Help for Heroes is Britain's Most Admired Charity

Third Sector also names Juliet Lyon of the Prison Reform Trust as Most Admired Chief Executive, Chance UK as Most Innovative Charity and Sir Terry Pratchett as Celebrity Charity Champion

[L-R] Help for Heroes founders Bryn and Emma Parry, Chance UK chief executive Gracia McGrath and Prison Reform Trust director Juliet Lyon
[L-R] Help for Heroes founders Bryn and Emma Parry, Chance UK chief executive Gracia McGrath and Prison Reform Trust director Juliet Lyon

The armed forces charity Help for Heroes was awarded the title of Britain’s Most Admired Charity by Third Sector last night.

Juliet Lyon of the Prison Reform Trust was named Most Admired Chief Executive, the youth mentoring charity Chance UK Most Innovative Charity and the fantasy author Terry Pratchett the Celebrity Charity Champion.

The Britain’s Most Admired Charities awards, hosted by Barclays at its headquarters in London’s Canary Wharf, were attended by more than 100 sector chief executives and Nick Hurd, the Minister for Civil Society.

Speaking at the event, Hurd said: "This is about as challenging an environment for Britain’s charities as we have ever seen. There’s a lot less money around and conditions are very tough. The people we are trying to help are demanding more and want more support.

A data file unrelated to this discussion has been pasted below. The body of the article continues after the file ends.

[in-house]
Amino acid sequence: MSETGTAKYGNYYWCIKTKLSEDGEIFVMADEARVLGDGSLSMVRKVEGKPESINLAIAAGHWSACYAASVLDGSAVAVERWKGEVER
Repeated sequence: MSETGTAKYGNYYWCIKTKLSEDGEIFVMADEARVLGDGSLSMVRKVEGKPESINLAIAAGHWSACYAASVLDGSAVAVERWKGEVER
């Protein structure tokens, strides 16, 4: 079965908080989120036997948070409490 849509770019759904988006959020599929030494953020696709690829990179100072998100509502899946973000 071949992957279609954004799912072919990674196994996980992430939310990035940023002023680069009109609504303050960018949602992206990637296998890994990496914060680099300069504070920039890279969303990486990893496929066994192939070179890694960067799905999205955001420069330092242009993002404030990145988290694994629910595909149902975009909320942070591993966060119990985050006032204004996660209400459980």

"This is very hard. This is a time for extremely strong leadership and I think that this is in some ways what we are celebrating tonight in terms of Britain’s Most Admired Charities."

Bryn Parry, who co-founded Help for Heroes with his wife Emma four years ago, attributed the charity’s success to the British public. "The charity is non-political, it’s non-critical and we simply want to help. I think what happened was that the great British public responded and felt the same," he said.

"Take away the politics, take away the rights and wrongs of war and give people the opportunity to do something. We are privileged to be sitting on the top of this enormous tidal wave and are very aware of the responsibility that brings."

Second place in Most Admired Charity went to the British Red Cross and third to the National Trust.

The runner-up for Most Admired Chief Executive was Catherine Johnstone of Samaritans and third was Ben Summerskill of the gay rights charity Stonewall.

For Most Innovative Charity, the disaster relief charity Shelterbox came second and the Small Charities Coalition third.

The second-placed Celebrity Charity Champion was the newsreader Jon Snow; third was the former cricketer Sir Ian Botham.

Speaking in a video shown at the awards, Pratchett, who suffers from Alzheimer's, said that he wanted to emulate broadcaster Richard Dimbleby, who made it acceptable to talk about cancer. 

"In order to kill the dragon, you have to say its name. Richard Dimbleby’s family got people naming the dragon. I think it’s a good thing to make a noise when making a noise might achieve things."

Read about the winners

See our gallery of images from the night

Watch Pratchett's acceptance speech here:

Stephen Cook and Andy Hillier recommends

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